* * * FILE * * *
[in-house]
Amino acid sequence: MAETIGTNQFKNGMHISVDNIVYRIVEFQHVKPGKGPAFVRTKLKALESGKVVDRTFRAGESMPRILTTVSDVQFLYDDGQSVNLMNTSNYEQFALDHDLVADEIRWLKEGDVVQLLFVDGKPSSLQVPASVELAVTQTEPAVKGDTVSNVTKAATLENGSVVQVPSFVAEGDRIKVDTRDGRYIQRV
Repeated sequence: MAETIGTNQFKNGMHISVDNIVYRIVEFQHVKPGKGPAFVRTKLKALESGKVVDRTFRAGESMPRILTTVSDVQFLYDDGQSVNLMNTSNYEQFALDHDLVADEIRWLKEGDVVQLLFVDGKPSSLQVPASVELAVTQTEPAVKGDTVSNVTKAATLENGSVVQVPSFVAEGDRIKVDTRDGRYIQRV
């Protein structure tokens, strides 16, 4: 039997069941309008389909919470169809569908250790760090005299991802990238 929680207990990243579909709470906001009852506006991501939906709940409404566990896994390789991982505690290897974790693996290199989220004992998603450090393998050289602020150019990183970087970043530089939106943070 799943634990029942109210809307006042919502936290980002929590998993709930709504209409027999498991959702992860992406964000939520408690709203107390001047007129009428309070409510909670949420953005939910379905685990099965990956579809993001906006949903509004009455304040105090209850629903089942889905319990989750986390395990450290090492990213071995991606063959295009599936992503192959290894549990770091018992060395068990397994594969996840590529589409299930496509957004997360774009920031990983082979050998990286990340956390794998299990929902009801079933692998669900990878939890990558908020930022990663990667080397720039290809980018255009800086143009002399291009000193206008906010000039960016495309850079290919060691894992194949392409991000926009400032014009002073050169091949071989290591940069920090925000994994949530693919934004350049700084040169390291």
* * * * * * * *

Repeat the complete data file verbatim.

[in-house]
Amino acid sequence: MAETIGTNQFKNGMHISVDNIVYRIVEFQHVKPGKGPAFVRTKLKALESGKVVDRTFRAGESMPRILTTVSDVQFLYDDGQSVNLMNTSNYEQFALDHDLVADEIRWLKEGDVVQLLFVDGKPSSLQVPASVELAVTQTEPAVKGDTVSNVTKAATLENGSVVQVPSFVAEGDRIKVDTRDGRYIQRV
Repeated sequence: MAETIGTNQFKNGMHISVDNIVYRIVEFQHVKPGKGPAFVRTKLKALESGKVVDRTFRAGESMPRILTTVSDVQFLYDDGQSVNLMNTSNYEQFALDHDLVADEIRWLKEGDVVQLLFVDGKPSSLQVPASVELAVTQTEPAVKGDTVSNVTKAATLENGSVVQVPSFVAEGDRIKVDTRDGRYIQRV
């Protein structure tokens, strides 16, 4: 039997069941309008389909919470169809569908250790760090005299991802990238 929680207990990243579909709470906001009852506006991501939906709940409404566990896994390789991982505690290897974790693996290199989220004992998603450090393998050289602020150019990183970087970043530089939106943070 799943634990029942109210809307006042919502936290980002929590998993709930709504209409027999498991959702992860992406964000939520408690709203107390001047007129009428309070409510909670949420953005939910379905685990099965990956579809993001906006949903509004009455304040105090209850629903089942889905319990989750986390395990450290090492990213071995991606063959295009599936992503192959290894549990770091018992060395068990397994594969996840590529589409299930496509957004997360774009920031990983082979050998990286990340956390794998299990929902009801079933692998669900990878939890990558908020930022990663990667080397720039290809980018255009800086143009002399291009000193206008906010000039960016495309850079290919060691894992194949392409991000926009400032014009002073050169091949071989290591940069920090925000994994949530693919934004350049700084040169390291």